Being Neighbourly costs nothing and means so much

People have been so welcoming and kind. It’s quite heartwarming and neighbourly.

It was not long before we realised that the washing machine leaked but there was a gap between having another one put in the flat. Luckily there was a laundry facility in the village – the kind you leave your washing at an collect in a day or so but two of the neighbours offered for us to use their machines – one left a note on the car windscreen.

On another occasion we were about to sit and have a picnic on a bench overlooking the sea but noticed it was wet. Before we’d had a chance to look for something a man from the family sitting at the next bench came rushing over with a cloth and wiped it for us.

We’ve also noticed that people are courteous in their cars, talk pleasantly in the shops, especially at the checkouts and many smile as they pass us by on the street – values I feel we are in danger of loosing down south. The people both in the village of Kinghorn and in the shops in the local town of Kirkcaldy should be proud of their standard of customer service. The shop assistants seem to genuinely enjoy ‘going that extra mile.’ My husband used to think it odd that I’d chat to people working at check-outs in Bedfordshire but now he understands why I’ve always tried. It can’t be an easy job and a word here or a comment there hopefully makes the work and the shopping a more pleasurable all round experience.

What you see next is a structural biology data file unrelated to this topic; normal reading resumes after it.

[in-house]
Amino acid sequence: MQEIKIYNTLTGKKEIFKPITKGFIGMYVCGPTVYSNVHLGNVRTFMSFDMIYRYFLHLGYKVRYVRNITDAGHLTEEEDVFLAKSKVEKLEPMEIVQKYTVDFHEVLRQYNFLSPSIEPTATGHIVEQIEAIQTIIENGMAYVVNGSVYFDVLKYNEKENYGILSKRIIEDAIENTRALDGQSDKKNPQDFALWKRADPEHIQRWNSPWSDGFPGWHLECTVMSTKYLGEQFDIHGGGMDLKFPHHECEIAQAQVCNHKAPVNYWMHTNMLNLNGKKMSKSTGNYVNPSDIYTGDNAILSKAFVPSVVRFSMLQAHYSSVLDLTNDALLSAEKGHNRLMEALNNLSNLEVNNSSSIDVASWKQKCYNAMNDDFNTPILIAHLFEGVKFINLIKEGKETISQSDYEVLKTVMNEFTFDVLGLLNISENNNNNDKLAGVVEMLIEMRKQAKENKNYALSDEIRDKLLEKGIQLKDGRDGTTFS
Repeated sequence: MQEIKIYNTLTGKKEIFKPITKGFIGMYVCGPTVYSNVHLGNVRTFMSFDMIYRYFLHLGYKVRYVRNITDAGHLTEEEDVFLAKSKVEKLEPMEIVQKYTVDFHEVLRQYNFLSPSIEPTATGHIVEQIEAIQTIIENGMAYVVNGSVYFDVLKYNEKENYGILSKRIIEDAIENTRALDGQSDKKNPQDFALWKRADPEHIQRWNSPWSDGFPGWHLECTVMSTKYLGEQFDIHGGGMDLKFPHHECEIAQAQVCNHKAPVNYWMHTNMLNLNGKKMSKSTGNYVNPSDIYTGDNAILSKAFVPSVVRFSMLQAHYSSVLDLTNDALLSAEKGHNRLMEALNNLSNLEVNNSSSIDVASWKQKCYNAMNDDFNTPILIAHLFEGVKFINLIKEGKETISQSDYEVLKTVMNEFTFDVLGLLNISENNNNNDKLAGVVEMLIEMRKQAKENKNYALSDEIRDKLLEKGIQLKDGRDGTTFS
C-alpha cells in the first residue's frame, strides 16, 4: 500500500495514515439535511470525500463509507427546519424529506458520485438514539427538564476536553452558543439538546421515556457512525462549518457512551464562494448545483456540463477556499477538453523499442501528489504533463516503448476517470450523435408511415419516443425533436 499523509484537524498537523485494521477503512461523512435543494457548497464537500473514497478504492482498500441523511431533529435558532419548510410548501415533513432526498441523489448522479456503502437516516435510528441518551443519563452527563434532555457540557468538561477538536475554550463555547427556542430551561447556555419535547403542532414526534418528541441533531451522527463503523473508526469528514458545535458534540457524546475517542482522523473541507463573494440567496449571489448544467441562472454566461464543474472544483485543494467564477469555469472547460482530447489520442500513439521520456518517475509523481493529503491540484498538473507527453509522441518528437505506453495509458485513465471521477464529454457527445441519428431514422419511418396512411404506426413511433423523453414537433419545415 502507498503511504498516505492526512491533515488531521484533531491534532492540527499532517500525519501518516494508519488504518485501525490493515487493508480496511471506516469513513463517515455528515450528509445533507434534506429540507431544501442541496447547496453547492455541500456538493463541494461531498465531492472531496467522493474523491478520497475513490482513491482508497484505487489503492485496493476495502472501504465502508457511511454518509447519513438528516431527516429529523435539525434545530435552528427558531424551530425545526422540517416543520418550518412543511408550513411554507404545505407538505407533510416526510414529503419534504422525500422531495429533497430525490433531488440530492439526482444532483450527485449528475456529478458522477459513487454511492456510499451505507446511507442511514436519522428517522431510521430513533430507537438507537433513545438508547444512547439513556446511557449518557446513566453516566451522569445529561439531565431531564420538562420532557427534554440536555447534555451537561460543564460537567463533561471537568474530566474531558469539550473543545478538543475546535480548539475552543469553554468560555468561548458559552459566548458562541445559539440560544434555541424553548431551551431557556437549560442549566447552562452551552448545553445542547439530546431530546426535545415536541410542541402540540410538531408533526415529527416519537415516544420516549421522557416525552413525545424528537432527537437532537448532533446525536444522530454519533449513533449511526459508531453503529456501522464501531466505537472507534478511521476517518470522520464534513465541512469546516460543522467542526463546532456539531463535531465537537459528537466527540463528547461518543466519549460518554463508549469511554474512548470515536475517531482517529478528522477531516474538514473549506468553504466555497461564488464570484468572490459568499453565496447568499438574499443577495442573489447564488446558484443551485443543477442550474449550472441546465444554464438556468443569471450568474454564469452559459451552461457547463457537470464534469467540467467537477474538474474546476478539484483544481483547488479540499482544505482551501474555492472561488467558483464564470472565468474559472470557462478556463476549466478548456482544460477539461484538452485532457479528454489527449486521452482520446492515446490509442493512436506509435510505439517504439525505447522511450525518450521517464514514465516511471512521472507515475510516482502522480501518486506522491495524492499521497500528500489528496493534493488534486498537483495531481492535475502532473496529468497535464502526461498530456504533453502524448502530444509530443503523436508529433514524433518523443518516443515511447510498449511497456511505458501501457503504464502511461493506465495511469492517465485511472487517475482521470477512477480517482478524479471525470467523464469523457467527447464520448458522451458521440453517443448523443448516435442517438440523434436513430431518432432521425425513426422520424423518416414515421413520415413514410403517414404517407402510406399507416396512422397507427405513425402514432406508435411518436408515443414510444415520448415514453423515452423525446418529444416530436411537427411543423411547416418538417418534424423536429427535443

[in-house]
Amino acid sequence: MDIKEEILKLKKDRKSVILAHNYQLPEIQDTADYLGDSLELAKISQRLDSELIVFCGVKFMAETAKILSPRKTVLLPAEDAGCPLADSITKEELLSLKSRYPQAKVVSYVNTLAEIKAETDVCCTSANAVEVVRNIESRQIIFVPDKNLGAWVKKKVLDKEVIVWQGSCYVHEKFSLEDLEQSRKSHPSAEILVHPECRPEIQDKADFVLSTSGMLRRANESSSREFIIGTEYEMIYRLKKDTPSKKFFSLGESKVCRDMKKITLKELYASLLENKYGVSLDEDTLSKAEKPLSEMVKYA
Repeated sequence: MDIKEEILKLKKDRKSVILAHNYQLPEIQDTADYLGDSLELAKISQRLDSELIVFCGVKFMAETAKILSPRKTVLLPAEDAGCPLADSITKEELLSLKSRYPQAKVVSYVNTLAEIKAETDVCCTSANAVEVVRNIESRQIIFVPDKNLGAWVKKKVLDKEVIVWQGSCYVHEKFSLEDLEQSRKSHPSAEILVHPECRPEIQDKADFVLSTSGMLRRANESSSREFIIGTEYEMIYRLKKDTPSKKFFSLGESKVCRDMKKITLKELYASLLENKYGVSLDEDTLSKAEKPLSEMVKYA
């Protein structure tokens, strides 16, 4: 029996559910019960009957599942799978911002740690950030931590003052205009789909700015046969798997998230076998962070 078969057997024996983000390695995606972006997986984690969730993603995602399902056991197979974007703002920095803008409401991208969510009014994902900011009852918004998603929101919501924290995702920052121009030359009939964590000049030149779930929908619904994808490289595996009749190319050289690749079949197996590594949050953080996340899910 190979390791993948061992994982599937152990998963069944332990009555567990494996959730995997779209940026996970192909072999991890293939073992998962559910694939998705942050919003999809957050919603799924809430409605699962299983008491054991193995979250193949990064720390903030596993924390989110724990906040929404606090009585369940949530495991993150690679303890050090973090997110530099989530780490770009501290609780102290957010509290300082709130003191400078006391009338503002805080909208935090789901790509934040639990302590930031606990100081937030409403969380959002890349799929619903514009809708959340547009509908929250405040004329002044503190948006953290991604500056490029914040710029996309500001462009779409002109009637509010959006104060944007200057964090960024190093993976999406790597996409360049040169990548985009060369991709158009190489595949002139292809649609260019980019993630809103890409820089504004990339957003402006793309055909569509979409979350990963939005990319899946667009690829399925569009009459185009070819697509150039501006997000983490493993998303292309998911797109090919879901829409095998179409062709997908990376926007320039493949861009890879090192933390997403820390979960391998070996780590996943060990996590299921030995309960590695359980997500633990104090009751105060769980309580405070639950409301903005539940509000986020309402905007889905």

I could have become involved in many facets of community life from dance to local history, from The Environmental Centre to guided walks ~ all of which appealed to me. In the end I chose two activities, or they seemed to choose me. First of all they were starting up a new lunch club for the over 60’s and since many of the original few volunteers were over 60 themselves they particularly need help putting away the tables and chairs.

DSCN0932Since I have tried to be strict about writing in the mornings I went along each Friday for a couple of hours at the end. They were a wonderful group of people and after my morning of solitude it was so lovely to sit and have a wee chat, hear about life in Kinghorn and to describe my discoveries of delightful places they knew so well. Their talks were also well worth hearing, from the role of a Pilot on the Forth guiding shipping safely, to conserving electricity. The social occasions were especially lovely – my favourite being Valentine’s Day when, after a sing-song, everyone who wished to, shared tales of how they originally met their husbands or wives. Brought tears and laughter – magic!


About Diana Jackson

Author of 'The Healing Paths of Fife', Historical Romantic fiction ~ The Riduna Series set in 19th and early 20th Century a murder mystery ~ 'Murder, Now and Then' and two memoir. What links my books ~ history! Riduna on Twitter and on Facebook too!
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